Rebecca made a huge lasagna for dinner and I contributed with fudge that didn’t quite set. I don’t like lasagna because food in layers seems very strange to me so I used the mince meat to have spaghetti bolognese. Having 6 GAPs in the flat was hectic but so nice to hear everyone’s stories.
 
Lots of love,
Mary
xxx

Snakes and lions – 1st March 2014

Africa

Hello!

We had a music concert on Saturday morning to show the parents what the children have been working on this term with Mr Faustinus. Fran’s music concert sign stood outside of the church as the children and parents piled inside. There were so many parents there that every inch of space inside the church was used, children were sitting down the aisle, at the sides, parents were out of the door and any small children had to sit on the laps of others. I had Armando on my lap and although he’s a really well behaved little boy he found it hilarious to tickle my neck during the performances, I managed to contain my giggles and luckily he fell asleep after a while. The music was really good and even if I didn’t know the kids I’d be really impressed. Faustinus used tambourine’s and drums to make the recorder pieces more lively and even had whole percussion groups. Mrs Vermaak made a quick speech at the end and thanked Faustinus, Rebecca and Sara for their involvement before we all exited ready for the parent’s meeting.

I met Iris and Luisa, the two Project Trust GAPs at St Michaels, the school ‘down the road’ from us. We all chatted for a while, accompanied by Armando who we seemed to be babysitting for the day. The girls were all meant to go somewhere for the out weekend but couldn’t decide on anywhere worthwhile so decided to stay in Otjikondo but take time off from their usual activities.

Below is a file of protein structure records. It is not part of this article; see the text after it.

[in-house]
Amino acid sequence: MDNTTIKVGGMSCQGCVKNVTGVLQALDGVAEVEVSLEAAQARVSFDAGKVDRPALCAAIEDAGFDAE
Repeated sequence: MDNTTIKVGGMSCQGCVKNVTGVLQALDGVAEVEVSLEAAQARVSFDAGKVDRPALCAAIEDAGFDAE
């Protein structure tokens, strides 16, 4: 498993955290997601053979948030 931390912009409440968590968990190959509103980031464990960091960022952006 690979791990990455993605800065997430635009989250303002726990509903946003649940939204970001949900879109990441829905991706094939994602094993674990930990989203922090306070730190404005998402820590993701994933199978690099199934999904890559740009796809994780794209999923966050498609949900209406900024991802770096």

Because the parent’s were in the meeting I went to occupy some children with tennis bats and balls, skipping ropes and hula hoops and when the parents came out Tabs and I sold Vet cakes for $3 each. I was so tired already so went to the little girls hostel to return Armando to his mum and I nearly fell asleep on a little girl’s bed. I sunbathed at lunch then went with Annika to do Bank (handing out pocket money), I don’t know why it took so long but I was sat there with the books and money for more than an hour and a half! I helped in the shop with the other GAPs afterwards before the boys greeted us with a lovely present swimming around in a bucket. A live python. We all had a look until it started sliding to the top of the bucket and looked like it was going to come out. Tabs ordered the boys to take it out of the shop and to release it outside, we tipped the bucket over and it disappeared into the grass.

Karina, Destiny and Agnola had become my sidekicks for the day, following me everywhere and when I didn’t see them for an hour or so they’d come knocking on the GAP flat door asking to do something. I was in a good mood so put my laptop on a bench and we sat outside of the GAP flat watching The Lion King, so African! There’s been news in the past few days that theres a lion wandering near St Michaels and that it’s been killing cows so we made endless scenarios of what we’d do if the lion just jumped out of the grass while we were watching the film. Soon we were joined by about 6 more children and used my duvet to keep warm as it got dark and cold outside.